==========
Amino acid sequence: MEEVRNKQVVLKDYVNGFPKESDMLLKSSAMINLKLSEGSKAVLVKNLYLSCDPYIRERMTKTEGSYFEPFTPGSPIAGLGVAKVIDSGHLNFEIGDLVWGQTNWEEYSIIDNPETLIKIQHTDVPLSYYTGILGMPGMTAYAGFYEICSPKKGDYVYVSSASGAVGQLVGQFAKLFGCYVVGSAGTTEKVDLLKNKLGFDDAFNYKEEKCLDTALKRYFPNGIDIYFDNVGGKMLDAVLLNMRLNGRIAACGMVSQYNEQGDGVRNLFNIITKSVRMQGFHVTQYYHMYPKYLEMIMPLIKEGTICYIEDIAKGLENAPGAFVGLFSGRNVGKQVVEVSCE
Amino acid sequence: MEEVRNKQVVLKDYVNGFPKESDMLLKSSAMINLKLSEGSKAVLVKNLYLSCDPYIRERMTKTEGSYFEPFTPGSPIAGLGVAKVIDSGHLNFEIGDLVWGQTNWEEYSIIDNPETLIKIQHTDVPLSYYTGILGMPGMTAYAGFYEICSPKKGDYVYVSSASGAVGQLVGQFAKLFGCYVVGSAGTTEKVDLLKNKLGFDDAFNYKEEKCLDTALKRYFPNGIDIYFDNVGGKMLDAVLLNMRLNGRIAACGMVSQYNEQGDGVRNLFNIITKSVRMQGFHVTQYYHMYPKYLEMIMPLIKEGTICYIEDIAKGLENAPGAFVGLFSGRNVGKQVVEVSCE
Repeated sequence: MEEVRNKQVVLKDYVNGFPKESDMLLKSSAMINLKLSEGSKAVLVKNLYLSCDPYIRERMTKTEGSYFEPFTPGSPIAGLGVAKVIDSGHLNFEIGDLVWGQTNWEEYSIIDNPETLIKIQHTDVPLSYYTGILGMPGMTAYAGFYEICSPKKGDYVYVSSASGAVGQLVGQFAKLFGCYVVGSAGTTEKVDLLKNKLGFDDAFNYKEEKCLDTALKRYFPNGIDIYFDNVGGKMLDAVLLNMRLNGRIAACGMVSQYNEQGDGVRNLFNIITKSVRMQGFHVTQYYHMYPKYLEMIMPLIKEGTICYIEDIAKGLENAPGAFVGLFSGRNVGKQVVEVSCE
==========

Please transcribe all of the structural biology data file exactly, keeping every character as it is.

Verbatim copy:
Amino acid sequence: MEEVRNKQVVLKDYVNGFPKESDMLLKSSAMINLKLSEGSKAVLVKNLYLSCDPYIRERMTKTEGSYFEPFTPGSPIAGLGVAKVIDSGHLNFEIGDLVWGQTNWEEYSIIDNPETLIKIQHTDVPLSYYTGILGMPGMTAYAGFYEICSPKKGDYVYVSSASGAVGQLVGQFAKLFGCYVVGSAGTTEKVDLLKNKLGFDDAFNYKEEKCLDTALKRYFPNGIDIYFDNVGGKMLDAVLLNMRLNGRIAACGMVSQYNEQGDGVRNLFNIITKSVRMQGFHVTQYYHMYPKYLEMIMPLIKEGTICYIEDIAKGLENAPGAFVGLFSGRNVGKQVVEVSCE
Amino acid sequence: MEEVRNKQVVLKDYVNGFPKESDMLLKSSAMINLKLSEGSKAVLVKNLYLSCDPYIRERMTKTEGSYFEPFTPGSPIAGLGVAKVIDSGHLNFEIGDLVWGQTNWEEYSIIDNPETLIKIQHTDVPLSYYTGILGMPGMTAYAGFYEICSPKKGDYVYVSSASGAVGQLVGQFAKLFGCYVVGSAGTTEKVDLLKNKLGFDDAFNYKEEKCLDTALKRYFPNGIDIYFDNVGGKMLDAVLLNMRLNGRIAACGMVSQYNEQGDGVRNLFNIITKSVRMQGFHVTQYYHMYPKYLEMIMPLIKEGTICYIEDIAKGLENAPGAFVGLFSGRNVGKQVVEVSCE
Repeated sequence: MEEVRNKQVVLKDYVNGFPKESDMLLKSSAMINLKLSEGSKAVLVKNLYLSCDPYIRERMTKTEGSYFEPFTPGSPIAGLGVAKVIDSGHLNFEIGDLVWGQTNWEEYSIIDNPETLIKIQHTDVPLSYYTGILGMPGMTAYAGFYEICSPKKGDYVYVSSASGAVGQLVGQFAKLFGCYVVGSAGTTEKVDLLKNKLGFDDAFNYKEEKCLDTALKRYFPNGIDIYFDNVGGKMLDAVLLNMRLNGRIAACGMVSQYNEQGDGVRNLFNIITKSVRMQGFHVTQYYHMYPKYLEMIMPLIKEGTICYIEDIAKGLENAPGAFVGLFSGRNVGKQVVEVSCE